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The Idol of Beauty
Daniel Varoujan

Let your marble be excavated
from the uterine deep mines of Olympus
and hammered into fiery female flesh
glazed with a light like fevers.

Let your eyes be the twin abyss
where the human dives to feel immortalized.
Let your form be uncorruptible; your breasts,
a harmony that arouses the lifesap flow.

Be naked as the pot's soul.
But let that heathen nakedness
stay beyond the touch of man.

And if it should be your command
for sacrifice I will be that slaughtered victim
for your stone to drink the drop of my blood.


About The Poet


Daniel Varoujan
(1884-1915)

More than anyone else of their time, Siamanto and Varoujan verbalized the hopes of the Armenians at the turn of the century. Using legends, old epics, and pagan history at the springboard and allegory for their aspirations, they waited for deliverance from oppression and the rebirth in Armenian arts. Varoujan had seen a great many wrongs in his young life. When he was a boy, his father had been falsely accused and jailed in Istanbul, during the 1896 Turkish massacres. After Varoujan's schooling in Istanbul he studied in Venice and then at the University of Chent in Belgium.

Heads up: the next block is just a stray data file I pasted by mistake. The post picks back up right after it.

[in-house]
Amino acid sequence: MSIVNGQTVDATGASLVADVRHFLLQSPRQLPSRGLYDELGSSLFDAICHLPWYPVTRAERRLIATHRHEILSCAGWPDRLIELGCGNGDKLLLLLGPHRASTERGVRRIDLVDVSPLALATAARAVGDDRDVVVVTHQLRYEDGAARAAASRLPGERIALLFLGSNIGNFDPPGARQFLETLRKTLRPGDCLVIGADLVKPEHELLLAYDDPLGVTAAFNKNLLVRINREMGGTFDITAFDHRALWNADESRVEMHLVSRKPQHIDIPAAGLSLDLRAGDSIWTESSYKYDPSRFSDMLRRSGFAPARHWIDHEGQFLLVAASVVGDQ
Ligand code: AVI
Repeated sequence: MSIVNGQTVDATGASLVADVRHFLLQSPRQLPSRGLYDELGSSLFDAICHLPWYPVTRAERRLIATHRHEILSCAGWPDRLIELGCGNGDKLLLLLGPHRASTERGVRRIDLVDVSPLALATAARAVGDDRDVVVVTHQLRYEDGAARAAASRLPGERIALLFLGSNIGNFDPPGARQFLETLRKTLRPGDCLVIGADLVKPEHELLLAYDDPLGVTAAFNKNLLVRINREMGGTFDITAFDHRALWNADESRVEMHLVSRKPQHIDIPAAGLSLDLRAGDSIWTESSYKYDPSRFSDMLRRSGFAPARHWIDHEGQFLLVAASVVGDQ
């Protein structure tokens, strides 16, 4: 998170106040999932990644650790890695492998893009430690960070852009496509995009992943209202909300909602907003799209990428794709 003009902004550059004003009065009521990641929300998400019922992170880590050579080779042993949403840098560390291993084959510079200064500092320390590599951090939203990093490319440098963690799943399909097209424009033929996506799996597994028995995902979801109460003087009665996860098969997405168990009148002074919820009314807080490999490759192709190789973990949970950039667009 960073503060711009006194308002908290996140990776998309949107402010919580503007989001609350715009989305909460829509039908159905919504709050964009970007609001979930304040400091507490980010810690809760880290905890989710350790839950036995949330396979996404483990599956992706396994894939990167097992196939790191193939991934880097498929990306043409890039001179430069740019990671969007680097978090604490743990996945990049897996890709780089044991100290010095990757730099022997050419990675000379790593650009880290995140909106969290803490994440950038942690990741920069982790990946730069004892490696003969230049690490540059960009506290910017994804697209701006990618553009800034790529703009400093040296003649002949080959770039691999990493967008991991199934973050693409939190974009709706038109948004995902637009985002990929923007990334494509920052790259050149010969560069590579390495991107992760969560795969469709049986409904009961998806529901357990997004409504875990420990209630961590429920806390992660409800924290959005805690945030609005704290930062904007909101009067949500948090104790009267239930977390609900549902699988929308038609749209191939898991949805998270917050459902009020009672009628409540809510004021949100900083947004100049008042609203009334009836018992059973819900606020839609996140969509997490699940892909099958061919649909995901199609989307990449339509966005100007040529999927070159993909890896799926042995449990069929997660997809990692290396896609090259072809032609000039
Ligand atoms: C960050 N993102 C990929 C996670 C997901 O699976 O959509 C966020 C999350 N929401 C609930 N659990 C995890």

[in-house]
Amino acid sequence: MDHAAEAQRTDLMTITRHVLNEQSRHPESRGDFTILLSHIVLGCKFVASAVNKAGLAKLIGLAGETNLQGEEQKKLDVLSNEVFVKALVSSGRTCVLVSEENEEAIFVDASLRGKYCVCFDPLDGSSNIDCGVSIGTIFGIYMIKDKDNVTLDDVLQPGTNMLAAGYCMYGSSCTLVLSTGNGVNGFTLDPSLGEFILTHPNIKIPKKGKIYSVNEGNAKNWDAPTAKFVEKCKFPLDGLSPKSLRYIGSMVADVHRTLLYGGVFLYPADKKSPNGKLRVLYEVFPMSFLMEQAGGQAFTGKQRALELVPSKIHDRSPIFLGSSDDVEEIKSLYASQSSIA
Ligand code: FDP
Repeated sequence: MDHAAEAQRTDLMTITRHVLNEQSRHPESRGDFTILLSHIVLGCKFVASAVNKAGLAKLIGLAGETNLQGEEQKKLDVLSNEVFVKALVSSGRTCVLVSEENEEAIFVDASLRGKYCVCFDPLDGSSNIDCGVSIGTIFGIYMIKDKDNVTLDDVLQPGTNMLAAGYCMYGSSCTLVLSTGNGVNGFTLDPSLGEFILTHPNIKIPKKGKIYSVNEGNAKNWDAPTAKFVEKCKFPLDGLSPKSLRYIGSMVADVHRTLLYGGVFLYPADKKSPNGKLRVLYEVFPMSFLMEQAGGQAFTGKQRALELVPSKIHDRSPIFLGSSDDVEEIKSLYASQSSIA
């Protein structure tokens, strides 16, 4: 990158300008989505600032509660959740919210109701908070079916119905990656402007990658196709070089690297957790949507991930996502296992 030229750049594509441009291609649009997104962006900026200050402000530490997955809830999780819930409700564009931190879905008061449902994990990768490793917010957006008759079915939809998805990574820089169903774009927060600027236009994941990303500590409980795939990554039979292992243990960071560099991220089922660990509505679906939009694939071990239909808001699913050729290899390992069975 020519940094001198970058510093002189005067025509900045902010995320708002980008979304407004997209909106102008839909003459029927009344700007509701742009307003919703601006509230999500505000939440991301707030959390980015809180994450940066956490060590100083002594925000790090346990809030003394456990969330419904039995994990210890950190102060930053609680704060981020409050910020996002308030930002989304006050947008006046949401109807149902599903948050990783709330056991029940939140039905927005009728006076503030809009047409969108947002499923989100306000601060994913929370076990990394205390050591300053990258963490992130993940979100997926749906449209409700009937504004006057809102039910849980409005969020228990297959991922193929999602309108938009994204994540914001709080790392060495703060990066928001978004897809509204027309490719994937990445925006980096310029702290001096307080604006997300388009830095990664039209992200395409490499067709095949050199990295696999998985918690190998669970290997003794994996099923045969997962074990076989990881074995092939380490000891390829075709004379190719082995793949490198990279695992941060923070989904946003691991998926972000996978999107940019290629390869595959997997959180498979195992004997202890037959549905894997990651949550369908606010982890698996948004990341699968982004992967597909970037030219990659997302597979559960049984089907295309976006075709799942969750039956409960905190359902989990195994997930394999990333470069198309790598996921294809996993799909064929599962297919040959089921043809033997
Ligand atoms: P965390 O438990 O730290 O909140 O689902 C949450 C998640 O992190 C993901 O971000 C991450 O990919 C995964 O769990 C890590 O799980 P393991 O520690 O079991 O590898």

He taught, first in his native village near Sebastia, then in Istanbul as headmaster of an Armenian school. His firs book of poems, The Trembling, appeared in 1906. It was followed by The Heart of a Nation (1909), Pagan Songs (1912), and, after his death in 1915, The Sons of Bread (1921).

Varoujan was among the first intellectuals rounded up by the Turks before the 1915 massacre of the Armenian population, and was only 31 when he was murdered. Varoujan's work contains some of the richest, most sensual imagery in Armenian literature.